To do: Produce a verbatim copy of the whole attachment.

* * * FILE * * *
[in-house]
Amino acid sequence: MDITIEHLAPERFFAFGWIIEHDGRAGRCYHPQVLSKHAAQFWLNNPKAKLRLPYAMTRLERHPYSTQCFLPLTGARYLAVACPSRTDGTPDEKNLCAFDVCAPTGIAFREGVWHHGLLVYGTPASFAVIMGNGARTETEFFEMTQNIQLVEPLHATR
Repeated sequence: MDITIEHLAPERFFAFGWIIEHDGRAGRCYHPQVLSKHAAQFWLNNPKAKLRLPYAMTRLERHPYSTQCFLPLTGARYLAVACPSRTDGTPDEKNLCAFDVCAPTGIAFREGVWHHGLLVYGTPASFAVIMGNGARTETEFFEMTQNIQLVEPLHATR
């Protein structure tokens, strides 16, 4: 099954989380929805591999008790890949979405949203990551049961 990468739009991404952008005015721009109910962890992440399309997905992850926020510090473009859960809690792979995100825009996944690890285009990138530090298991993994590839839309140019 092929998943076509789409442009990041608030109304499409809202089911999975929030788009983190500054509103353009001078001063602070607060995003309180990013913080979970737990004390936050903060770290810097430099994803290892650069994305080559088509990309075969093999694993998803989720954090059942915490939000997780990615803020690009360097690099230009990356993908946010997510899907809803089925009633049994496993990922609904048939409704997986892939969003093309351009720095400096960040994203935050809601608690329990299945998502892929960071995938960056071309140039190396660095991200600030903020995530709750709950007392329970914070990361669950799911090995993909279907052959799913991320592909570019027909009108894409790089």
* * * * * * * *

[in-house]
Amino acid sequence: MDITIEHLAPERFFAFGWIIEHDGRAGRCYHPQVLSKHAAQFWLNNPKAKLRLPYAMTRLERHPYSTQCFLPLTGARYLAVACPSRTDGTPDEKNLCAFDVCAPTGIAFREGVWHHGLLVYGTPASFAVIMGNGARTETEFFEMTQNIQLVEPLHATR
Repeated sequence: MDITIEHLAPERFFAFGWIIEHDGRAGRCYHPQVLSKHAAQFWLNNPKAKLRLPYAMTRLERHPYSTQCFLPLTGARYLAVACPSRTDGTPDEKNLCAFDVCAPTGIAFREGVWHHGLLVYGTPASFAVIMGNGARTETEFFEMTQNIQLVEPLHATR
């Protein structure tokens, strides 16, 4: 099954989380929805591999008790890949979405949203990551049961 990468739009991404952008005015721009109910962890992440399309997905992850926020510090473009859960809690792979995100825009996944690890285009990138530090298991993994590839839309140019 092929998943076509789409442009990041608030109304499409809202089911999975929030788009983190500054509103353009001078001063602070607060995003309180990013913080979970737990004390936050903060770290810097430099994803290892650069994305080559088509990309075969093999694993998803989720954090059942915490939000997780990615803020690009360097690099230009990356993908946010997510899907809803089925009633049994496993990922609904048939409704997986892939969003093309351009720095400096960040994203935050809601608690329990299945998502892929960071995938960056071309140039190396660095991200600030903020995530709750709950007392329970914070990361669950799911090995993909279907052959799913991320592909570019027909009108894409790089």